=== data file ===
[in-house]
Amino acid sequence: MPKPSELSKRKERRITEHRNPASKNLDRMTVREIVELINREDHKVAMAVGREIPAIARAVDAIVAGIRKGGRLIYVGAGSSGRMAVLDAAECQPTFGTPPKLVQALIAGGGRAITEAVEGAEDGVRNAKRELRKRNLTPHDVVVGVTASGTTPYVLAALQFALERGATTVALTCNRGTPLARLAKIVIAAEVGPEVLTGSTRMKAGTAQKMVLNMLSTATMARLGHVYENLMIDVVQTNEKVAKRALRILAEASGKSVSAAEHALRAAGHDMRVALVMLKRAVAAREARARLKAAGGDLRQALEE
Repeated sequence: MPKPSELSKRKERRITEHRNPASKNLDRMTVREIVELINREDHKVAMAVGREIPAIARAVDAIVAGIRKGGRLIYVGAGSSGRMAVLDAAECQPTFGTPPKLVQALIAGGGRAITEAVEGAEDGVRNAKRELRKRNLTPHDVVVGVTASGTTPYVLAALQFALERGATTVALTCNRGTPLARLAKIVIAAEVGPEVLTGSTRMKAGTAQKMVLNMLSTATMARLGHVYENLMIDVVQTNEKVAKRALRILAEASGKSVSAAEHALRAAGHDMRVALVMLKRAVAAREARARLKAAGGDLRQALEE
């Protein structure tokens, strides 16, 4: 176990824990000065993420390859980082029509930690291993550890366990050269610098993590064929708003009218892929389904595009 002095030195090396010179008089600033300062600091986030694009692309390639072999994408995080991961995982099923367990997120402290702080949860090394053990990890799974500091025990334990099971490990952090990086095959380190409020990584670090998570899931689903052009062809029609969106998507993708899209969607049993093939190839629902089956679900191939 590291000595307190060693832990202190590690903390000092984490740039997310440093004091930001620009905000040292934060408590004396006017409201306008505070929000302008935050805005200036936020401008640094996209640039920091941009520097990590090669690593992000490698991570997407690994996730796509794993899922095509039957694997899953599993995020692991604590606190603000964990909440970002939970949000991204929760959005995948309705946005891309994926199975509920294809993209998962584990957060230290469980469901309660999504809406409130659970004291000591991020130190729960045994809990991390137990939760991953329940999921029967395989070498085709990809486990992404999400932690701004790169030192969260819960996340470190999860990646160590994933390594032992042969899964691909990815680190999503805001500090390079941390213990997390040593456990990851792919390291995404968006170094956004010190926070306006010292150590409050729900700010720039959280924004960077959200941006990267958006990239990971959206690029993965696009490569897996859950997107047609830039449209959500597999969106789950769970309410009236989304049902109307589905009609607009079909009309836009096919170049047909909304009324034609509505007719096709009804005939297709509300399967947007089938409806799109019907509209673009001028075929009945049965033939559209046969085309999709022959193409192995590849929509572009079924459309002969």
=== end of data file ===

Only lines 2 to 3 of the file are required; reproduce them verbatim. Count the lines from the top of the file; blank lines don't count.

Amino acid sequence: MPKPSELSKRKERRITEHRNPASKNLDRMTVREIVELINREDHKVAMAVGREIPAIARAVDAIVAGIRKGGRLIYVGAGSSGRMAVLDAAECQPTFGTPPKLVQALIAGGGRAITEAVEGAEDGVRNAKRELRKRNLTPHDVVVGVTASGTTPYVLAALQFALERGATTVALTCNRGTPLARLAKIVIAAEVGPEVLTGSTRMKAGTAQKMVLNMLSTATMARLGHVYENLMIDVVQTNEKVAKRALRILAEASGKSVSAAEHALRAAGHDMRVALVMLKRAVAAREARARLKAAGGDLRQALEE
Repeated sequence: MPKPSELSKRKERRITEHRNPASKNLDRMTVREIVELINREDHKVAMAVGREIPAIARAVDAIVAGIRKGGRLIYVGAGSSGRMAVLDAAECQPTFGTPPKLVQALIAGGGRAITEAVEGAEDGVRNAKRELRKRNLTPHDVVVGVTASGTTPYVLAALQFALERGATTVALTCNRGTPLARLAKIVIAAEVGPEVLTGSTRMKAGTAQKMVLNMLSTATMARLGHVYENLMIDVVQTNEKVAKRALRILAEASGKSVSAAEHALRAAGHDMRVALVMLKRAVAAREARARLKAAGGDLRQALEE